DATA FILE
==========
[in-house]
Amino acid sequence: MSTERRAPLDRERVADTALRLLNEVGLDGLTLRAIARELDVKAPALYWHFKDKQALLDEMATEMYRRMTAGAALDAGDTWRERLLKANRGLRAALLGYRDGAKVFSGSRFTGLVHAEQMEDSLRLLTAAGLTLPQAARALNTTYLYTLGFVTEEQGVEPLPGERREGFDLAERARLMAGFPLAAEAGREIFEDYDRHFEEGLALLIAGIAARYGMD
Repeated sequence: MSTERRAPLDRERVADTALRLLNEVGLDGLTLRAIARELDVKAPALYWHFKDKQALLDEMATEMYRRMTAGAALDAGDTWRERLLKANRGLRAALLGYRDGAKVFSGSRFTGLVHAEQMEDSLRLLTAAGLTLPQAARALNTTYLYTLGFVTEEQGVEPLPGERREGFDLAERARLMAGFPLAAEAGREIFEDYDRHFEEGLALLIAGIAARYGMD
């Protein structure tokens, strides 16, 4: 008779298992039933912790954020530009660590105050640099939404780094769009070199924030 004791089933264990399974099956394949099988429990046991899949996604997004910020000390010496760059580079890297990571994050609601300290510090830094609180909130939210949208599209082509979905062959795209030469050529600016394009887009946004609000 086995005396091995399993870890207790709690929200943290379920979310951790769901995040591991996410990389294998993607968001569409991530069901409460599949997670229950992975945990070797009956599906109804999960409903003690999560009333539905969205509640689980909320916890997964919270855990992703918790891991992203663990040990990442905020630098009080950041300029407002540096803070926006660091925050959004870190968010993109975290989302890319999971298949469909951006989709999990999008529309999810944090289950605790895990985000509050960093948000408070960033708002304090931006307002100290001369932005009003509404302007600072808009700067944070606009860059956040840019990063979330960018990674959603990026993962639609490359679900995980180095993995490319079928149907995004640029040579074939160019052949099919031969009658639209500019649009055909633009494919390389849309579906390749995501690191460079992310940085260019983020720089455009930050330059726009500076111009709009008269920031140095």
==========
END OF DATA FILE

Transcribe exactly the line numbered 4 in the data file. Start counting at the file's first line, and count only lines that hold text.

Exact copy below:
């Protein structure tokens, strides 16, 4: 008779298992039933912790954020530009660590105050640099939404780094769009070199924030 004791089933264990399974099956394949099988429990046991899949996604997004910020000390010496760059580079890297990571994050609601300290510090830094609180909130939210949208599209082509979905062959795209030469050529600016394009887009946004609000 086995005396091995399993870890207790709690929200943290379920979310951790769901995040591991996410990389294998993607968001569409991530069901409460599949997670229950992975945990070797009956599906109804999960409903003690999560009333539905969205509640689980909320916890997964919270855990992703918790891991992203663990040990990442905020630098009080950041300029407002540096803070926006660091925050959004870190968010993109975290989302890319999971298949469909951006989709999990999008529309999810944090289950605790895990985000509050960093948000408070960033708002304090931006307002100290001369932005009003509404302007600072808009700067944070606009860059956040840019990063979330960018990674959603990026993962639609490359679900995980180095993995490319079928149907995004640029040579074939160019052949099919031969009658639209500019649009055909633009494919390389849309579906390749995501690191460079992310940085260019983020720089455009930050330059726009500076111009709009008269920031140095």